quote:Originally posted by Liliesfair:
Therefore, can a celebrity simultaneously be a non-celebrity? Does LM manage to strike a balance between the two?
I've been thinking on this theme for awhile, and while I still can't fully gel my thoughts into a cohesive argument, I'll try.
I understand that Loreena's dislike of the cult of celebrity is more or less directed at the circus that is Hollyood with the current obsession over weight, hair color, latest scandals in the magazines, who did what to do who, and the like. I get that. I think a lot of us get that. No question there.
I also understand that Loreena would prefer us not to care or ask what shampoo she uses, nor would she prefer to endorse it, as a result of her selling however many albums she's sold. I get that, nor do I want to ask. As Donna said, I think a lot of us get that on the MB here too.
However, I wonder if the "celebrity" gaze has been transferred (since it's not about shampoo or scandals at this rate) to more or less what Loreena does choose to do with her time - travel and interviews and such. I've come to worry that such interest in such matters is delving into a bit of a celebrity like interest because (in my mind) we're still following along at the same intensity others might follow the latest Britney saga. I am interested to learn her preferences as to where she might travel next or what she really thinks about the current affair overseas of the week. I say this not because she is a celebrity, but more because this is what she does. Who better to want to know this from than someone who's been there? However, I can see where Loreena could hold sway with her experiences over people who look up to her as a reference - doesn't that still fit the bill as being a celebrity?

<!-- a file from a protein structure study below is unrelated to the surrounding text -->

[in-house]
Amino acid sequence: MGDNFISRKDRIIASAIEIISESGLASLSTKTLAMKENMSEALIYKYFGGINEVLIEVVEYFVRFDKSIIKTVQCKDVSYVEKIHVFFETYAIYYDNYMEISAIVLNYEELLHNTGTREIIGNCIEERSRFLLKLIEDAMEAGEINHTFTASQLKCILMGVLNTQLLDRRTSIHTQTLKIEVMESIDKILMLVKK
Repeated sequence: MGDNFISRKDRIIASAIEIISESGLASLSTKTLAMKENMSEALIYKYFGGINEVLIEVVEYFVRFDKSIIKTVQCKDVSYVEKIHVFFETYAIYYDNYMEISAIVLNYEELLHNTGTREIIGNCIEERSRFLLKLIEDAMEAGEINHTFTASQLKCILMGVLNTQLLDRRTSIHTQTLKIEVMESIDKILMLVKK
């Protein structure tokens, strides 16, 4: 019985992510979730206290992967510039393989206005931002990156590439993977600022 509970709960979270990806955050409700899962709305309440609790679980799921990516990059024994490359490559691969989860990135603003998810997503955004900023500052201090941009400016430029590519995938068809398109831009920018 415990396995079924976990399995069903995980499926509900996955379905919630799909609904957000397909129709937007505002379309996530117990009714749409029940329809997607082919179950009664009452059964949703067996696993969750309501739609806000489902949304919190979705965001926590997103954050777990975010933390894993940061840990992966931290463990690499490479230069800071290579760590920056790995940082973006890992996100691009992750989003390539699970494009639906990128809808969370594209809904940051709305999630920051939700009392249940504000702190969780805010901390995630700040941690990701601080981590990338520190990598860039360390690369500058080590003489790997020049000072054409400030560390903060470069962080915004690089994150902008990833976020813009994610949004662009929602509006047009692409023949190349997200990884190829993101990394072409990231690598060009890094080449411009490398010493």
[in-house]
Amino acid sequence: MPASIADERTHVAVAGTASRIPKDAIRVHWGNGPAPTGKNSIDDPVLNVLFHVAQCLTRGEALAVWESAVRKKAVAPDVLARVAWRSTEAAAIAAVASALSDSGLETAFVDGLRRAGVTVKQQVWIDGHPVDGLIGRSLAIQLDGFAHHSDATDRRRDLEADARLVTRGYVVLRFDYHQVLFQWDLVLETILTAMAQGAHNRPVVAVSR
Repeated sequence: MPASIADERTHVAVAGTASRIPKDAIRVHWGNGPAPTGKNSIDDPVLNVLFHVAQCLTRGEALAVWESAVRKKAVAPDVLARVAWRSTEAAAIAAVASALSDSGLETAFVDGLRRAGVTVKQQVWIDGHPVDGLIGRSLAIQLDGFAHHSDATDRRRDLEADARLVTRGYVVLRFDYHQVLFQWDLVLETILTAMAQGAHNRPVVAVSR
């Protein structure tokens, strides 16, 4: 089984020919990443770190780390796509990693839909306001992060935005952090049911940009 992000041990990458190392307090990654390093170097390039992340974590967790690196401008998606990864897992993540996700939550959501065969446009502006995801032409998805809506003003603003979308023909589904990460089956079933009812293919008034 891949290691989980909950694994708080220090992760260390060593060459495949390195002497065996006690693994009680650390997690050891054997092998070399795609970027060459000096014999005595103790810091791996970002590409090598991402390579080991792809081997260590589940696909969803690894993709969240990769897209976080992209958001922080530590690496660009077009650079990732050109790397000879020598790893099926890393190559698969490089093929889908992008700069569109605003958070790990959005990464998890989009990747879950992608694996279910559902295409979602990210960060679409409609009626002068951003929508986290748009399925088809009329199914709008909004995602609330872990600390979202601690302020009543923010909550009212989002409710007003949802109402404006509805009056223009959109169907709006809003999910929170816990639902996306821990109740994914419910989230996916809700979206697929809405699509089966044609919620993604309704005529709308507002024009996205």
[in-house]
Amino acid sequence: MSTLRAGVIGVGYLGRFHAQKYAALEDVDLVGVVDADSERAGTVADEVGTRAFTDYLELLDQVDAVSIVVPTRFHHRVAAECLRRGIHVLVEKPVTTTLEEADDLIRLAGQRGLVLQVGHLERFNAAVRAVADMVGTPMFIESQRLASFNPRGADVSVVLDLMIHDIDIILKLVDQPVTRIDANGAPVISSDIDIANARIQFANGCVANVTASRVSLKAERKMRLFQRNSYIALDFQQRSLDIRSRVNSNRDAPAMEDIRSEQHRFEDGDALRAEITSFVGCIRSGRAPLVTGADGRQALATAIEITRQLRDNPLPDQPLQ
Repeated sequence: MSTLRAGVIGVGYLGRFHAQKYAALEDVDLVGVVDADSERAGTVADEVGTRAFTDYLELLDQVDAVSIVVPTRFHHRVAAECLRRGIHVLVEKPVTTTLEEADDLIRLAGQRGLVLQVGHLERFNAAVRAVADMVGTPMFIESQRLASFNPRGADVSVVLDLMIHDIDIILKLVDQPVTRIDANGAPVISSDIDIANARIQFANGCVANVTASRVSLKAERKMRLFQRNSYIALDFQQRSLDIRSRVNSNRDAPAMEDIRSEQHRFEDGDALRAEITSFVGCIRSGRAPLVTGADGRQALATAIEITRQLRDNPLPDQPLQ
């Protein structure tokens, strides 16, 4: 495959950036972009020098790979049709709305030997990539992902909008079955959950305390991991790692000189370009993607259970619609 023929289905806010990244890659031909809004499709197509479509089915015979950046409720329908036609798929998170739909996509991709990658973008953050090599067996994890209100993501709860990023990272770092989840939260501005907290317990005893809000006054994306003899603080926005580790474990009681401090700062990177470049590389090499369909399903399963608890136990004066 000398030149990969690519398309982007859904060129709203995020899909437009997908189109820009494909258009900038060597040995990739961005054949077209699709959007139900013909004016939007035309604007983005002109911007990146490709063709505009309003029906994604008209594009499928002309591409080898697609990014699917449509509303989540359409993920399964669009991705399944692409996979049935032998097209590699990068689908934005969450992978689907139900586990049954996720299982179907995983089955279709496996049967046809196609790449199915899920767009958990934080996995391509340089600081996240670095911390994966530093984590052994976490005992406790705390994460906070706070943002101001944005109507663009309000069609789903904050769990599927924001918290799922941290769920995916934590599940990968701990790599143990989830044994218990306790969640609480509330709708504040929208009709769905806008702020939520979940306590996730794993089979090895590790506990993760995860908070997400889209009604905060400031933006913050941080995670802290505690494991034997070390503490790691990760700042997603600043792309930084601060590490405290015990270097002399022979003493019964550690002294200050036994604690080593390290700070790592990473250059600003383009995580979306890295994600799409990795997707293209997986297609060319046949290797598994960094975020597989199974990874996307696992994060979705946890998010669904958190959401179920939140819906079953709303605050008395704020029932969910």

Where does the line stop between being influenced by someone and their ideas to being described by the Wikipedia quote Donna listed?
For example, Marjane Satrapi came out with a beautiful book, Persepolis. I read the book, saw the movie, and, intrigued by her thoughts, did an internet search and watched a fascinating hour long lecture/Q-A session. Now, everytime I see an article about Marjane Satrapi does that make her a celebrity because now she's getting a following she might not otherwise have due to the exposure? How much am I, as a consumer and viewer of her work, feeding into that exposure, and how much of it positive, and negative? Does the line stop as being in that "cult" when it becomes about using your newfound status to hawk wares or give your personal opinion on current events that otherwise everyday folk don't necessarily have the means to do? (which is changing nowadays with the advent of blogs - as we've seen in Greenslade's case, almost anyone can become viewed or heightened due to how many readers you have). Does Loreena see speaking about current events an abuse of her status, and would I be wrong to be curious to see what she thinks about it?
I think Loreena balances her personal life fine as seen by the reaction to the book settlement, by the by people are for her protecting her everyday privacy. However, my questioning deals more with the type of status she already has, and whether or not we as fans are contributing (indavertantly) by having such an interest that we do in what she does.
I wonder another reason why the commentary on this "cult of celebrity" comes up because she worries she is falling into that trap, both pre-and-post Niema's book, or more of a generalized sentiment.